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Oral Argument Before the Hawaii Supreme Court

No. SCWC-30070 Tuesday, December 3, 2013, 9:30 a.m.

COLLEEN P. COLLINS, Petitioner/Plaintiff-Appellant, vs. JOHN A. WASSELL, Respondent/Defendant-Appellee.

The above-captioned case has been set for argument on the merits at:

University of Hawai`i
Hilo Performing Arts Center
200 W. Kawili Street
Hilo, HI 96720

Attorney for Petitioner/Plaintiff-Appellant:

Joy A. San Buenaventura

Attorney for Respondent/Defendant-Appellee:

Andrew S. Iwashita

NOTE: Order accepting Application for Writ of Certiorari, filed 08/23/13.


[ Listen to the entire audio recording in mp3 format ]

Brief Description:

Petitioner/plaintiff-appellant Colleen P. Collins filed an application for a writ of certiorari to review the May 16, 2013 Judgment on Appeal of the Intermediate Court of Appeals (ICA), entered pursuant to its March 21, 2013 Summary Disposition Order (SDO). The ICA’s judgment affirmed the Family Court of the Third Circuit’s (family court) September 9, 2009 Divorce Decree.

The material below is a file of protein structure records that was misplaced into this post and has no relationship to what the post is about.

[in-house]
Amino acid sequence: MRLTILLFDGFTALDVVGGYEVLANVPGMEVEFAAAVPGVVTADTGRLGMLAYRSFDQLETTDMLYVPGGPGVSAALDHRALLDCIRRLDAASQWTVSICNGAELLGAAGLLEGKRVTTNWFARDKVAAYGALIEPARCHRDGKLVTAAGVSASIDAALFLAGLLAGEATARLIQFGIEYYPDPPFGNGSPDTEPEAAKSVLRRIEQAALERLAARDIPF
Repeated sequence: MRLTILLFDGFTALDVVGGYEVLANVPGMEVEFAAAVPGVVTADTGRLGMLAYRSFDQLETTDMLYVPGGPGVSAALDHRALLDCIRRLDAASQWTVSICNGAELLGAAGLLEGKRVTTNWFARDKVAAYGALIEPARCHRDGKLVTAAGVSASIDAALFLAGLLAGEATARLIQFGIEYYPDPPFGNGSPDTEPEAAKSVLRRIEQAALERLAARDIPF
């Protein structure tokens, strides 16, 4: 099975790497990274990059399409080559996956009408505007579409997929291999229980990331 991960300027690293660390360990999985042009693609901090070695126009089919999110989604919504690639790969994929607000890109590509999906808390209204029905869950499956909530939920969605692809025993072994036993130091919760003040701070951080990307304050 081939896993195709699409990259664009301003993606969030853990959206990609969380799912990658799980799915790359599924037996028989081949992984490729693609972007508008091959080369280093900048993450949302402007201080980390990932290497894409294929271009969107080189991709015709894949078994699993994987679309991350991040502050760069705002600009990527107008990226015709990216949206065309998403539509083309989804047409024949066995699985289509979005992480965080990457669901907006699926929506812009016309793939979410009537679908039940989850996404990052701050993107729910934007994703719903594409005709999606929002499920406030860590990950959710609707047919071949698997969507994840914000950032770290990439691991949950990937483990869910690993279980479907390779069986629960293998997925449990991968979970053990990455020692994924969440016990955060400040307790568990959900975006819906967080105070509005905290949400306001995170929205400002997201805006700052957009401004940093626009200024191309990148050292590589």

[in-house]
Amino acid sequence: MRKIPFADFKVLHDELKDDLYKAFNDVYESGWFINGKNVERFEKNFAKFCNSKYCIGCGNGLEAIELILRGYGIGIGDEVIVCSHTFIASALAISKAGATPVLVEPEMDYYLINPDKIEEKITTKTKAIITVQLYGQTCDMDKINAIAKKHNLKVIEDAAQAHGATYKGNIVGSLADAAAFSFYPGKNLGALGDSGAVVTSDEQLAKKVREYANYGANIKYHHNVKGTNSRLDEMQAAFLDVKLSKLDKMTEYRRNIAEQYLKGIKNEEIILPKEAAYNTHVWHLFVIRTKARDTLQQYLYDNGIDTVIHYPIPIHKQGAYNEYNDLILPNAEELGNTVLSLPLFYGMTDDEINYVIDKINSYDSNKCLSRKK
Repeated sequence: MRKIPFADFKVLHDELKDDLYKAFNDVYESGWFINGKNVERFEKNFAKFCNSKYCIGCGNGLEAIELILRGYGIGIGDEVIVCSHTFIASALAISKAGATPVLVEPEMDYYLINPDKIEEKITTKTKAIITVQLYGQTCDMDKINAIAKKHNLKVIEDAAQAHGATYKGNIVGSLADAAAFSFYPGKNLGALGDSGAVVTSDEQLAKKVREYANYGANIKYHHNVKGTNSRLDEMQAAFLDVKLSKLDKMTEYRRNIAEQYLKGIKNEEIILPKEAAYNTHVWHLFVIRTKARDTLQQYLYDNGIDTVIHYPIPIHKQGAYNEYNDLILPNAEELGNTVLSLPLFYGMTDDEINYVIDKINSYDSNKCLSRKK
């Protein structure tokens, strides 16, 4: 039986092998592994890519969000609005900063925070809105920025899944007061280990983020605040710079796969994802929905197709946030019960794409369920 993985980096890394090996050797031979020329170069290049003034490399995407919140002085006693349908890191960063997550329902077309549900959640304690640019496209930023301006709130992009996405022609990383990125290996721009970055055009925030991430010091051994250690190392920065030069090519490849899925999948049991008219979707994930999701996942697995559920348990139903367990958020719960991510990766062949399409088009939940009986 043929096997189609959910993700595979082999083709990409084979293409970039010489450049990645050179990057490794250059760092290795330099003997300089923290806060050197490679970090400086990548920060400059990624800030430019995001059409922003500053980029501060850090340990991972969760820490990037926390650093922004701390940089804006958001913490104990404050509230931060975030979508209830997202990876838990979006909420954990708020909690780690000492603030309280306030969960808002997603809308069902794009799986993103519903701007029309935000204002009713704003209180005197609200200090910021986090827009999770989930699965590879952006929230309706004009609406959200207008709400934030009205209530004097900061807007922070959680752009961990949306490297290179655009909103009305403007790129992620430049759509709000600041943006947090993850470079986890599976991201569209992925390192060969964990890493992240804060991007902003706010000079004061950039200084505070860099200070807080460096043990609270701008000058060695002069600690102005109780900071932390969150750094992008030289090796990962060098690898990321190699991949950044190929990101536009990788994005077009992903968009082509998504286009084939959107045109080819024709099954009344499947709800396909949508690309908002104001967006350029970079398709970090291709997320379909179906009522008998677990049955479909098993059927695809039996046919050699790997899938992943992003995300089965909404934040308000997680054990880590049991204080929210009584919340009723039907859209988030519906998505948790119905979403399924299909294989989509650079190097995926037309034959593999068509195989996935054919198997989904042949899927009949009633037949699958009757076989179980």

In brief summary, Collins filed for divorce against respondent/defendant-appellee John A. Wassell, and argued that she was entitled to an equalization payment for her contributions while the couple cohabited prior to their legal marriage. Wassell, however, maintained that he and Collins agreed that they would each maintain separate financial identities until the time of their legal marriage. The family court agreed and determined that Collins and Wassell did not form a premarital economic partnership within the meaning of Helbush v. Helbush, 108 Hawai`i 508, 122 P.3d 288 (App. 2005). The ICA, in a split opinion, affirmed the Divorce Decree.

Collins raises three questions in her application: (1) whether the ICA gravely erred by “creating a premarital cohabitation rule”; (2) whether the case should be vacated and remanded to the family court “due to its irrelevant focus on financial identities rather than the partnership”; and (3) whether the ICA gravely erred in failing to consider if Collins’s “premarital contributions [were] a valid a relevant consideration to deviate from the marital partnership categories[.]”